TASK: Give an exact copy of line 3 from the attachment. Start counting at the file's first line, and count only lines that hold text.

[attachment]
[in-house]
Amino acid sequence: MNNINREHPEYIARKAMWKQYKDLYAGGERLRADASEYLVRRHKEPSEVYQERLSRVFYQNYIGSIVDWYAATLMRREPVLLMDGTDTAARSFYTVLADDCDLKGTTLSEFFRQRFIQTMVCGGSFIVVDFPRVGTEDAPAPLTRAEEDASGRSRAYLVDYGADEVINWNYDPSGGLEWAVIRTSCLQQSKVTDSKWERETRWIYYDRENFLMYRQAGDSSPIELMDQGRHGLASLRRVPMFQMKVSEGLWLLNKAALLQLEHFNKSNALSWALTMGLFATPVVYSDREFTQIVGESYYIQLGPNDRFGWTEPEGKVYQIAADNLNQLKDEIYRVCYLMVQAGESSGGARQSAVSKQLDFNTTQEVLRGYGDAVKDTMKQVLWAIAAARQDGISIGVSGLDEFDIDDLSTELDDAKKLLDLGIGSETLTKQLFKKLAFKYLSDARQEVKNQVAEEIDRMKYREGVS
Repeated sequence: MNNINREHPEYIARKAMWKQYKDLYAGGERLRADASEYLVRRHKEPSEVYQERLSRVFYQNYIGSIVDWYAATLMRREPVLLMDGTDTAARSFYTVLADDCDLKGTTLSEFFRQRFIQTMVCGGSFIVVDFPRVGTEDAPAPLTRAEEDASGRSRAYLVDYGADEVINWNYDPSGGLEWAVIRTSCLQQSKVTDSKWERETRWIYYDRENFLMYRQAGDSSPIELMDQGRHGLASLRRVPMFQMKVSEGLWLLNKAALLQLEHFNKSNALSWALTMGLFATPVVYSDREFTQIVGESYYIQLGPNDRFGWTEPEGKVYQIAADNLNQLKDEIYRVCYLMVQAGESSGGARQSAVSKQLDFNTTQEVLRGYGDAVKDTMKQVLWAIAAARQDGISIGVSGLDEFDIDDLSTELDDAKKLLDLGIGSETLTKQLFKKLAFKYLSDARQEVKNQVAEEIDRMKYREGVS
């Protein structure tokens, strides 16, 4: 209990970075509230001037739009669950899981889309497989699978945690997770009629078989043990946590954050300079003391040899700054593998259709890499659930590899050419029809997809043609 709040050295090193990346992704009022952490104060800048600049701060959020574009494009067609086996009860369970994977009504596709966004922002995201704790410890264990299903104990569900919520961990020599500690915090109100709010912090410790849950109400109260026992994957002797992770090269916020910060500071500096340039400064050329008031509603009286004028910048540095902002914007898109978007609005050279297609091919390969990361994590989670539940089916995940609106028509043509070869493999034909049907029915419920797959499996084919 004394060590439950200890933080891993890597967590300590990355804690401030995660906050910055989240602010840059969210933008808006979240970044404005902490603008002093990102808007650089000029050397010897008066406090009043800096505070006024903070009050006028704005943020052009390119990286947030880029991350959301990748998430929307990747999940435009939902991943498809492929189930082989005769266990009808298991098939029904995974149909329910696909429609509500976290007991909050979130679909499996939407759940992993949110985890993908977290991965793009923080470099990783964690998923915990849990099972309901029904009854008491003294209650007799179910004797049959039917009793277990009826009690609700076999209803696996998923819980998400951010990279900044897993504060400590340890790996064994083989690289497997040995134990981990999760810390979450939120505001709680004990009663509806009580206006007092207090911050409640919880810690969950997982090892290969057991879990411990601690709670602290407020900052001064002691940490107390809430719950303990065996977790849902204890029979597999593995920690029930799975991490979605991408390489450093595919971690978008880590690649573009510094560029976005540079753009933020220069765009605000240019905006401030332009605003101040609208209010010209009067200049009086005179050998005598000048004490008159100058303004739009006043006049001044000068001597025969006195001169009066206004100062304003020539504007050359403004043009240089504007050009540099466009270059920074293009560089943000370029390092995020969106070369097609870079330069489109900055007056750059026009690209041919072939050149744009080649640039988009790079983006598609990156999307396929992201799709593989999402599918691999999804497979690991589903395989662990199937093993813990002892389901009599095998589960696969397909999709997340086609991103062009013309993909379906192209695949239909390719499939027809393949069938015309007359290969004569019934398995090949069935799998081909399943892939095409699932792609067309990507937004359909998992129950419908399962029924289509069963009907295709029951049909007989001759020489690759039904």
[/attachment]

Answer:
Repeated sequence: MNNINREHPEYIARKAMWKQYKDLYAGGERLRADASEYLVRRHKEPSEVYQERLSRVFYQNYIGSIVDWYAATLMRREPVLLMDGTDTAARSFYTVLADDCDLKGTTLSEFFRQRFIQTMVCGGSFIVVDFPRVGTEDAPAPLTRAEEDASGRSRAYLVDYGADEVINWNYDPSGGLEWAVIRTSCLQQSKVTDSKWERETRWIYYDRENFLMYRQAGDSSPIELMDQGRHGLASLRRVPMFQMKVSEGLWLLNKAALLQLEHFNKSNALSWALTMGLFATPVVYSDREFTQIVGESYYIQLGPNDRFGWTEPEGKVYQIAADNLNQLKDEIYRVCYLMVQAGESSGGARQSAVSKQLDFNTTQEVLRGYGDAVKDTMKQVLWAIAAARQDGISIGVSGLDEFDIDDLSTELDDAKKLLDLGIGSETLTKQLFKKLAFKYLSDARQEVKNQVAEEIDRMKYREGVS